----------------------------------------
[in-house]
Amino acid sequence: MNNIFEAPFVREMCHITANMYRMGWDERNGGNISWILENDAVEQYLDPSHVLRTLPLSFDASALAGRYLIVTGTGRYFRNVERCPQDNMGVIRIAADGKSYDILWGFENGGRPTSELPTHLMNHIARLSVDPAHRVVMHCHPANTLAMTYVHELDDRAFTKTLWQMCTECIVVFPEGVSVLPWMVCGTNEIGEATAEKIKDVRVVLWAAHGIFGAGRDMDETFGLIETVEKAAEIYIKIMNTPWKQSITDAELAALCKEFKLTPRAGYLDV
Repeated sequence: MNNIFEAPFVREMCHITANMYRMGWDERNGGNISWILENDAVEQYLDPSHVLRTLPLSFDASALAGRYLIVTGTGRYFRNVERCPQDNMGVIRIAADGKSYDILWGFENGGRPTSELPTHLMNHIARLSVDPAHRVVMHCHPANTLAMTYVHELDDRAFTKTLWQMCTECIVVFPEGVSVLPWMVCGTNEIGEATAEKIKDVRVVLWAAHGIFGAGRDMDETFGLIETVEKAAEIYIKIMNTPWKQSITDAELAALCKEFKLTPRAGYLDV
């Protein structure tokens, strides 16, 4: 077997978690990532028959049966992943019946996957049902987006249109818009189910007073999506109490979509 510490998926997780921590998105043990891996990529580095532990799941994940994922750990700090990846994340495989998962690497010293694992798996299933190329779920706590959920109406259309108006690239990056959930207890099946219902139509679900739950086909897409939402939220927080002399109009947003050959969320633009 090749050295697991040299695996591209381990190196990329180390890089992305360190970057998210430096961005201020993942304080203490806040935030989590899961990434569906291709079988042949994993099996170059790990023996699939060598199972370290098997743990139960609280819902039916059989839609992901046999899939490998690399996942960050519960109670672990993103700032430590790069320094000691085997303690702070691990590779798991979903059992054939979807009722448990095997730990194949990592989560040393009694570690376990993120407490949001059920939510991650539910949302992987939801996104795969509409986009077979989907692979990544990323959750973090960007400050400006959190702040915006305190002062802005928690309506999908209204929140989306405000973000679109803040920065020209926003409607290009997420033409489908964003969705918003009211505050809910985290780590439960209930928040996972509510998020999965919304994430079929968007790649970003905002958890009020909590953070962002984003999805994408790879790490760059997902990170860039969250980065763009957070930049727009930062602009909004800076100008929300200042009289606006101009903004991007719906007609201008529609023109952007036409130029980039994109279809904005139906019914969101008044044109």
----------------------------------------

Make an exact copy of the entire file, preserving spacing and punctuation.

[in-house]
Amino acid sequence: MNNIFEAPFVREMCHITANMYRMGWDERNGGNISWILENDAVEQYLDPSHVLRTLPLSFDASALAGRYLIVTGTGRYFRNVERCPQDNMGVIRIAADGKSYDILWGFENGGRPTSELPTHLMNHIARLSVDPAHRVVMHCHPANTLAMTYVHELDDRAFTKTLWQMCTECIVVFPEGVSVLPWMVCGTNEIGEATAEKIKDVRVVLWAAHGIFGAGRDMDETFGLIETVEKAAEIYIKIMNTPWKQSITDAELAALCKEFKLTPRAGYLDV
Repeated sequence: MNNIFEAPFVREMCHITANMYRMGWDERNGGNISWILENDAVEQYLDPSHVLRTLPLSFDASALAGRYLIVTGTGRYFRNVERCPQDNMGVIRIAADGKSYDILWGFENGGRPTSELPTHLMNHIARLSVDPAHRVVMHCHPANTLAMTYVHELDDRAFTKTLWQMCTECIVVFPEGVSVLPWMVCGTNEIGEATAEKIKDVRVVLWAAHGIFGAGRDMDETFGLIETVEKAAEIYIKIMNTPWKQSITDAELAALCKEFKLTPRAGYLDV
């Protein structure tokens, strides 16, 4: 077997978690990532028959049966992943019946996957049902987006249109818009189910007073999506109490979509 510490998926997780921590998105043990891996990529580095532990799941994940994922750990700090990846994340495989998962690497010293694992798996299933190329779920706590959920109406259309108006690239990056959930207890099946219902139509679900739950086909897409939402939220927080002399109009947003050959969320633009 090749050295697991040299695996591209381990190196990329180390890089992305360190970057998210430096961005201020993942304080203490806040935030989590899961990434569906291709079988042949994993099996170059790990023996699939060598199972370290098997743990139960609280819902039916059989839609992901046999899939490998690399996942960050519960109670672990993103700032430590790069320094000691085997303690702070691990590779798991979903059992054939979807009722448990095997730990194949990592989560040393009694570690376990993120407490949001059920939510991650539910949302992987939801996104795969509409986009077979989907692979990544990323959750973090960007400050400006959190702040915006305190002062802005928690309506999908209204929140989306405000973000679109803040920065020209926003409607290009997420033409489908964003969705918003009211505050809910985290780590439960209930928040996972509510998020999965919304994430079929968007790649970003905002958890009020909590953070962002984003999805994408790879790490760059997902990170860039969250980065763009957070930049727009930062602009909004800076100008929300200042009289606006101009903004991007719906007609201008529609023109952007036409130029980039994109279809904005139906019914969101008044044109």